Application System used for voice and data communications between train drivers and signallers. Description of the Problem Before updating the time, the management processor sets all of its internal registers to zero, and monitors the status of them afterwards. If the status of one or more registers is still zero, this is interpreted as message not received. The processor will await the arrival of a valid signal before updating the time and date. So, effectively, it will cease to function for one year, then resume normal operation on 01/01/2001. How was it Identified Discussions with the users and then structured interview with the equipment manufacturer. The manufacturer was unable to answer all questions satisfactorily and during follow-up work discovered the error. What was the Solution The equipment manufacturer must provide a software upgrade. Consequences for the SYSTEM System Stops Consequences of failure to the BUSINESS If information gets out of sequence, chaos will ensue. Train delays will occur, and there will be increased risk of rail accidents. The cost of this could be considerable. =================================== EXAMPLE NO EG-76
Equipment Type OTHER Industry Sector Oil & Gas PC or Computer based Yes
Application A hand held vibration data logger and PC based software package. Description of the Problem During functional testing and with the date set to 1st January 2000, vibration was monitored using the device and the data downloaded into the PC. The trend was then displayed. The trend normally displayed the last few weeks' data ending with the latest piece of information. As a result of the test, the display became totally nonsensical. When the date was returned to 22/11/97 and the test repeated, the system still failed. How was it Identified The manufacturer claimed that the system was compliant. The problem was discovered during functional testing. What was the Solution The package will be upgraded to a version running under Windows NT, which is claimed compliant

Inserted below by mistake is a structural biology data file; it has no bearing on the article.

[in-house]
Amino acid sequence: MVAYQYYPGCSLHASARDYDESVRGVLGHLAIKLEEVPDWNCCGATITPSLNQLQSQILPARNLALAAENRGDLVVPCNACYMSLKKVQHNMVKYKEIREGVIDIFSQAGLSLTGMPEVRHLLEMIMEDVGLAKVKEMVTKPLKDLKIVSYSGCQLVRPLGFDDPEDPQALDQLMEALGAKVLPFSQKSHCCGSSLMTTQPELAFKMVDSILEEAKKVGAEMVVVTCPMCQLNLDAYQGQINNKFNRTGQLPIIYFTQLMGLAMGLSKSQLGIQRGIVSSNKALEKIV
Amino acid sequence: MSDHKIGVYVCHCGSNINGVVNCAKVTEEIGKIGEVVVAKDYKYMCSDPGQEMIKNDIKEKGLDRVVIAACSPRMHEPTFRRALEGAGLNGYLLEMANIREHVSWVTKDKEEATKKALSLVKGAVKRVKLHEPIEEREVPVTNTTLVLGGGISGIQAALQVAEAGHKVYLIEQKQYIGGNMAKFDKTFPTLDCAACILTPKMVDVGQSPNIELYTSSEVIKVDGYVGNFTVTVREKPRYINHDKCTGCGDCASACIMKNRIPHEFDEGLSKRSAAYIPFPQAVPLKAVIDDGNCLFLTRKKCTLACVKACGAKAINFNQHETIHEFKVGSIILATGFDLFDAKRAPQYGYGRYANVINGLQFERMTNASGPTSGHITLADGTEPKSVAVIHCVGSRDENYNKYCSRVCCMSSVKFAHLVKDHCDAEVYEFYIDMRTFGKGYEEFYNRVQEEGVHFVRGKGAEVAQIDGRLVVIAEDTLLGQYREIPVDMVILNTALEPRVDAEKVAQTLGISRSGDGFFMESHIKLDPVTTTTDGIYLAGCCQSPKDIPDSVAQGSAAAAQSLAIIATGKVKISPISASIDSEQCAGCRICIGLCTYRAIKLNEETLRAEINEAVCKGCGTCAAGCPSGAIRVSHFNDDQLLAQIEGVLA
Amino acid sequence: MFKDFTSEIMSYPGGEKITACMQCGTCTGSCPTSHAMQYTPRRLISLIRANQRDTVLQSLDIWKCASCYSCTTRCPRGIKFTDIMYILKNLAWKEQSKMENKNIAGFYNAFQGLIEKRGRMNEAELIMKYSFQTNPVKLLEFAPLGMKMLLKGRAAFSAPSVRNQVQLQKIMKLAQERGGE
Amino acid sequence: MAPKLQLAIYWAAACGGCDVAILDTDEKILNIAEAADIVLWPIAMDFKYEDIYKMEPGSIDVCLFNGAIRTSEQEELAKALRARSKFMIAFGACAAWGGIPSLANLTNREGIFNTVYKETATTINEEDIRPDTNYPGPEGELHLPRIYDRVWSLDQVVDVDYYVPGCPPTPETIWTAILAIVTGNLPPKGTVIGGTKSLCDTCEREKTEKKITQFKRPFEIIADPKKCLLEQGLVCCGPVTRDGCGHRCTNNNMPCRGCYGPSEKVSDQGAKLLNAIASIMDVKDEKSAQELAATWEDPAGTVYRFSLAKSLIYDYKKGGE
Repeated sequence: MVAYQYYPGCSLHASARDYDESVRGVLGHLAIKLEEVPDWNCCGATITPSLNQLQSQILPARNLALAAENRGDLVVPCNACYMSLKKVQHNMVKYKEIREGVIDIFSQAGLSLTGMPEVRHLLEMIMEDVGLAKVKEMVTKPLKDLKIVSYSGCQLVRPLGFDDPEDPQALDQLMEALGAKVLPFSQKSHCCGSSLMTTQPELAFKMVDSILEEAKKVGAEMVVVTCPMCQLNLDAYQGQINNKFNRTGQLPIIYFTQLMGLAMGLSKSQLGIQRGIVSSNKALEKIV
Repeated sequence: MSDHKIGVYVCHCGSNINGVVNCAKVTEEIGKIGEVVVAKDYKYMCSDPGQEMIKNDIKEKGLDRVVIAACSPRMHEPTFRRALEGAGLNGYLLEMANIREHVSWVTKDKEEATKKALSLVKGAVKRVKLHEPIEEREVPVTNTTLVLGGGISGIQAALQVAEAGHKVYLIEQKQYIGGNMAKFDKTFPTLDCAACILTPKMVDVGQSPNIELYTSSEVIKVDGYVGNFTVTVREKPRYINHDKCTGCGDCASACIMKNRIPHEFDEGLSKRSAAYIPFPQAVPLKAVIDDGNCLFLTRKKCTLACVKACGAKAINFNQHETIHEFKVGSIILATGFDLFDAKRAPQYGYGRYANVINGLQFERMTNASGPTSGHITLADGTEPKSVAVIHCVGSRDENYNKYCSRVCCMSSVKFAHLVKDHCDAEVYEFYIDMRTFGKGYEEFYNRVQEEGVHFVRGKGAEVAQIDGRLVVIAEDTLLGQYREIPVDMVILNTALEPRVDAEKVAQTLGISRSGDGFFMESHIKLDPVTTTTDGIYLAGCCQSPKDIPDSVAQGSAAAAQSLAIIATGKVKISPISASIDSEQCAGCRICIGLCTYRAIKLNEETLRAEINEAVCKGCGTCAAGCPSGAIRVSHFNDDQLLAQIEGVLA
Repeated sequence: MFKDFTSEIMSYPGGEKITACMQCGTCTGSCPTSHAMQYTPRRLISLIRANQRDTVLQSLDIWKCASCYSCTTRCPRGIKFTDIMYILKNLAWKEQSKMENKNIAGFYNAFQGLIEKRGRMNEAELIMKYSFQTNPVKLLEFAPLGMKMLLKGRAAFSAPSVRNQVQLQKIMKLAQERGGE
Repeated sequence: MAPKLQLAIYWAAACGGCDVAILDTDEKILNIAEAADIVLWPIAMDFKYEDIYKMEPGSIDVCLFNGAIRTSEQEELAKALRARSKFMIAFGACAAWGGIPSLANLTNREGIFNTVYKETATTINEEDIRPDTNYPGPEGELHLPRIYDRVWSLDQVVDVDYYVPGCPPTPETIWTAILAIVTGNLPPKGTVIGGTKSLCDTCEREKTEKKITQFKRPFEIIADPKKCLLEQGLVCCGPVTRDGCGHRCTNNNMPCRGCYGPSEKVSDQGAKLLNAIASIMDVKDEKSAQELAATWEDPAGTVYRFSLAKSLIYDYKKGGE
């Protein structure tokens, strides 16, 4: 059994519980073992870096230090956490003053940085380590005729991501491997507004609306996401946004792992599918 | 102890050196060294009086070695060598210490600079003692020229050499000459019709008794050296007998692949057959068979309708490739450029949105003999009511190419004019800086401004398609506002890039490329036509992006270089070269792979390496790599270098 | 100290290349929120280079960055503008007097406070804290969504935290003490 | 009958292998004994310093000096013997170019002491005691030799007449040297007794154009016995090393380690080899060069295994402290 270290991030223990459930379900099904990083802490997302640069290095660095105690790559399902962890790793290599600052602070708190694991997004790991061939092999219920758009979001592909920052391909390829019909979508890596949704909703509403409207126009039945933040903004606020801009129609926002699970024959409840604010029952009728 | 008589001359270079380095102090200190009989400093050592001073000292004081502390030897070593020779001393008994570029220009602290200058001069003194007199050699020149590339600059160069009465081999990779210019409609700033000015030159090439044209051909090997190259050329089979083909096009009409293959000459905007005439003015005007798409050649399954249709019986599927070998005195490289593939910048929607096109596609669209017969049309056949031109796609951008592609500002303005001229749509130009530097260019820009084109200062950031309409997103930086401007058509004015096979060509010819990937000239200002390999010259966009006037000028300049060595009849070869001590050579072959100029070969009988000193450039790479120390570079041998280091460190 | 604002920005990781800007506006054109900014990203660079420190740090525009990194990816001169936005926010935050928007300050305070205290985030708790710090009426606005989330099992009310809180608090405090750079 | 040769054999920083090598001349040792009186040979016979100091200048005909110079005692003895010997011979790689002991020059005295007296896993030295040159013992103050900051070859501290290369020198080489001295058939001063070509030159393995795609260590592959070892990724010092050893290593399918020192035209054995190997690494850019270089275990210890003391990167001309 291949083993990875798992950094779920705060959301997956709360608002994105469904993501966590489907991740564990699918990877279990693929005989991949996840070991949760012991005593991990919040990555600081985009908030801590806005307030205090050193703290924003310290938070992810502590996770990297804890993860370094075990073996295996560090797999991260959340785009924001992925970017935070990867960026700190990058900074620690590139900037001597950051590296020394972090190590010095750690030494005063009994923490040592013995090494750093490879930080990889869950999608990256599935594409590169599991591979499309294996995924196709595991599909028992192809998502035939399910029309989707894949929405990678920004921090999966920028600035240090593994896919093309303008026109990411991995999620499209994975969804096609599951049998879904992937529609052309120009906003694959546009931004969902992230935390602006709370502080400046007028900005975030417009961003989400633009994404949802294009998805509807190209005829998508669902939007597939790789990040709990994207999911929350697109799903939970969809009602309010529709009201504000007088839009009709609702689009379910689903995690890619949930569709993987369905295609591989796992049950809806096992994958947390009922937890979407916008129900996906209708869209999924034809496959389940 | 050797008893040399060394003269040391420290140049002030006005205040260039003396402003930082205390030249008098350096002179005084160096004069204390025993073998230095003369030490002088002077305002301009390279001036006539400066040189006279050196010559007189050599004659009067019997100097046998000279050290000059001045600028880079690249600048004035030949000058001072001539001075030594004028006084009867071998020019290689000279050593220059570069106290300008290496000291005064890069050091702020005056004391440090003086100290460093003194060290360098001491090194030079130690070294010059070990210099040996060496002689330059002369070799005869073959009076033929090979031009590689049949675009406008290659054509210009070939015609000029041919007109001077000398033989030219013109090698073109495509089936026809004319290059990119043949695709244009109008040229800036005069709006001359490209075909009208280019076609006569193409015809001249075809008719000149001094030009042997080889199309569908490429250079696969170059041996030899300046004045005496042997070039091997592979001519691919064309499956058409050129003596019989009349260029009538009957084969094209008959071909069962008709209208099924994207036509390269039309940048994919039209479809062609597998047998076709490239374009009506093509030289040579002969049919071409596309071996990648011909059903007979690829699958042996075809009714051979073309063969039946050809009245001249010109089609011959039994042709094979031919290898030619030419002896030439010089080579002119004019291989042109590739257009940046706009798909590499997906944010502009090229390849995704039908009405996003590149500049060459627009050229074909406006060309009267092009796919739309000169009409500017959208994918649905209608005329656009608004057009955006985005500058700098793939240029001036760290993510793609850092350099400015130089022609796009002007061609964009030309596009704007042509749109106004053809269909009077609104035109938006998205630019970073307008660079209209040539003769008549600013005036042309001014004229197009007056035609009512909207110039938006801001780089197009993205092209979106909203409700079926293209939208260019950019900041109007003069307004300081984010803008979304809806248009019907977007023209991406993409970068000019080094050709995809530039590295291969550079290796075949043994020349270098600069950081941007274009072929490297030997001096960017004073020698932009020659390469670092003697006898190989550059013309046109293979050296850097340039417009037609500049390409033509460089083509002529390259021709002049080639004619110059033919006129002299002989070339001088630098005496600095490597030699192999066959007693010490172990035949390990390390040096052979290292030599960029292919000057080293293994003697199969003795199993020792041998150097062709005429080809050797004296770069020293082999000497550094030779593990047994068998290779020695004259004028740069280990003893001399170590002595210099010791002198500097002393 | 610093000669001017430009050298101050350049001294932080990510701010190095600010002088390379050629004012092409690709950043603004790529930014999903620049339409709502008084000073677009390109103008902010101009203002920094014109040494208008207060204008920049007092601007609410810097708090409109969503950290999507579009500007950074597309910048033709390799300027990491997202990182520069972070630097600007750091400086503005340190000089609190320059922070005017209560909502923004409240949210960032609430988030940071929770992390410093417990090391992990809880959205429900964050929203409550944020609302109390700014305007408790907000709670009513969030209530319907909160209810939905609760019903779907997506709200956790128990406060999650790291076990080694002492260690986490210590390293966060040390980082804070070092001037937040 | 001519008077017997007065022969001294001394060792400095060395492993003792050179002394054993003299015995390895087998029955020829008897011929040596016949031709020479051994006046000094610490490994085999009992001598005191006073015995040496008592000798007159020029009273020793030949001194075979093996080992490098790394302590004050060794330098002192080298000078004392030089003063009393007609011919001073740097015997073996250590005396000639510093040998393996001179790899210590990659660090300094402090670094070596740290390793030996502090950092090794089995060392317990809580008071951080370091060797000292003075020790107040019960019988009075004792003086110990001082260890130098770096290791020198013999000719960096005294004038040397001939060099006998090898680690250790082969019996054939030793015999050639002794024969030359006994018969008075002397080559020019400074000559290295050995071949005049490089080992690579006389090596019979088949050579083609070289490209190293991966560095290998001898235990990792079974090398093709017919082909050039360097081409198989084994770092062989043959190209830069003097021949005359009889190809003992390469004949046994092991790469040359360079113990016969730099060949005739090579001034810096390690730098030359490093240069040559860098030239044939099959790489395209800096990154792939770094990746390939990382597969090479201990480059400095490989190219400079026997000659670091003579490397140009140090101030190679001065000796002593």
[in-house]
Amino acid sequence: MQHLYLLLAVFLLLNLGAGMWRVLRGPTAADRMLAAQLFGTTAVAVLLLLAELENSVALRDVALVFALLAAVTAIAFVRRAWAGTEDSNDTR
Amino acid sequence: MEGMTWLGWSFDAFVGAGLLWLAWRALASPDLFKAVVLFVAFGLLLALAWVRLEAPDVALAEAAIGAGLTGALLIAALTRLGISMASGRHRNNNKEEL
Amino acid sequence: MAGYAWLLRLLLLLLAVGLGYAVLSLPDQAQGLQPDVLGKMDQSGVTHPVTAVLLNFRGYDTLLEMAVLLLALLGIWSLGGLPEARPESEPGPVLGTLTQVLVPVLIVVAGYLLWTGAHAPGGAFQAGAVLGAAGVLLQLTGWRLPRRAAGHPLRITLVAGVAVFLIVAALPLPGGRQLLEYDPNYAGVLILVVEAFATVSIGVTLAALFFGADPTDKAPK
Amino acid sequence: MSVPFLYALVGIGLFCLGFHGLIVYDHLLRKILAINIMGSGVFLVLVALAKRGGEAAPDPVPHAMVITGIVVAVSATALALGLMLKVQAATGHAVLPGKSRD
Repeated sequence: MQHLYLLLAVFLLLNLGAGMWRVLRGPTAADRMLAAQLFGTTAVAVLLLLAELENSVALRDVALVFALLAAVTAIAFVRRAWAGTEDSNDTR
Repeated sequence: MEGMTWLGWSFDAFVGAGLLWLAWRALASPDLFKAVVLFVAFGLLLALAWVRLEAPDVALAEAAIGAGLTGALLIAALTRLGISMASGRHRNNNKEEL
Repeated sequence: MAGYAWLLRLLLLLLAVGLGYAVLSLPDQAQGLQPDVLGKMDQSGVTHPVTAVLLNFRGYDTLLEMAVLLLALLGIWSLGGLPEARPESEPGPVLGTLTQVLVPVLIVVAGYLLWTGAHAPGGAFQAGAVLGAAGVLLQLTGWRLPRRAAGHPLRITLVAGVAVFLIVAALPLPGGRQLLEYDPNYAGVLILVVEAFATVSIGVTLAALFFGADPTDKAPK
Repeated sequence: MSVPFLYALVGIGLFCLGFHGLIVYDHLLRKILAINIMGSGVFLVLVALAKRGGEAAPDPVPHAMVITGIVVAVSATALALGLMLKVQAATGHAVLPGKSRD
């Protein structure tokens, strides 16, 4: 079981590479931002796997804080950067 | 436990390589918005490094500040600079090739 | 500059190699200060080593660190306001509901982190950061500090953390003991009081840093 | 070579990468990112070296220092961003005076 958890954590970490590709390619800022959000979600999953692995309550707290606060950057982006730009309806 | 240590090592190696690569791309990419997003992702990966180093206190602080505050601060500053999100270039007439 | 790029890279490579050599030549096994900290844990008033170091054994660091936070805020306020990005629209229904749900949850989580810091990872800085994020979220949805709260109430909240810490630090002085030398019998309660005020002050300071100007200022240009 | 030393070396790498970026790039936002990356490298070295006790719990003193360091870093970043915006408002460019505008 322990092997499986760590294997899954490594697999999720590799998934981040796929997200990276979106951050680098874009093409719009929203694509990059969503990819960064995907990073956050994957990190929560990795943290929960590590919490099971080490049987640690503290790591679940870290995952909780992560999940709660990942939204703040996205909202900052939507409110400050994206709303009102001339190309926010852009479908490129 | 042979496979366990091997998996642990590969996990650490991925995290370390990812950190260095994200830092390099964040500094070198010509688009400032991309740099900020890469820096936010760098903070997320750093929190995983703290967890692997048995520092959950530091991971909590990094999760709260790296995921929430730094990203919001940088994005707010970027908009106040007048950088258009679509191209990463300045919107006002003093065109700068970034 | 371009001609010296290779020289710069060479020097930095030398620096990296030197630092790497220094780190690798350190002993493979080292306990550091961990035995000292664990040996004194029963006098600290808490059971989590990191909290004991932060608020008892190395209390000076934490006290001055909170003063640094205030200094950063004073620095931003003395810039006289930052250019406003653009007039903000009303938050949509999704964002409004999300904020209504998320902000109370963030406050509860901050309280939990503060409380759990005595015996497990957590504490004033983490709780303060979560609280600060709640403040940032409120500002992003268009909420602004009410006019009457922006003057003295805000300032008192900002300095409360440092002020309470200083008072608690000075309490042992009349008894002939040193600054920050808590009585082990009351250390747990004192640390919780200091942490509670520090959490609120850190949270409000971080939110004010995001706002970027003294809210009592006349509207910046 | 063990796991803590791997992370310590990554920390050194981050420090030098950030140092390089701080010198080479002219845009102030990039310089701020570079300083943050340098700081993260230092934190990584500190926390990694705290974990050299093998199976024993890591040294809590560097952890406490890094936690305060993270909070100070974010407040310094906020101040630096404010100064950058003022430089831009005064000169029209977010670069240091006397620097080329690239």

Consequences for the SYSTEM Erroneous Result Consequences of failure to the BUSINESS Any planned monitoring and maintenance programme would be severely disrupted by such an error. There will also be regulatory problems as, in the event of an emergency, logs and sequencing information is needed for post-incidence enquiries. =========================== EXAMPLE NO EG-07
Equipment Type DCS Industry Sector Oil & Gas PC or Computer based No System Age 6 years Application DCS control system control for petrochemical plant Description of the Problem Online rollover to Year 2000 How was it Identified During testing. Offsite testing on a testbed was performed with satisfactory results. Upon testing of stations on site, control was no longer possible after the system had rolled over to Year 2000. It was not until this problem was evident on three of the four operating stations was testing aborted. What was the Solution No known workaround. Plant had to be operated from one station until problem could be rectified Consequences for the SYSTEM System Stops Consequences of failure to the BUSINESS Near catastrophic. Limited reliability and operability of plant. Reduced production ====================== EXAMPLE NO EG-60
Equipment Type DCS Industry Sector Manufacturing PC or Computer based Yes System Age 10 Application Works Energy monitoring system Description of the Problem Statement from manufacturer How was it Identified Statement from manufacturer What was the Solution Upgrade to hardware and software and subsequent testing Consequences for the SYSTEM System Stops Consequences of failure to the BUSINESS Serious consequences on works fuel distribution and control =================== EXAMPLE NO EG-80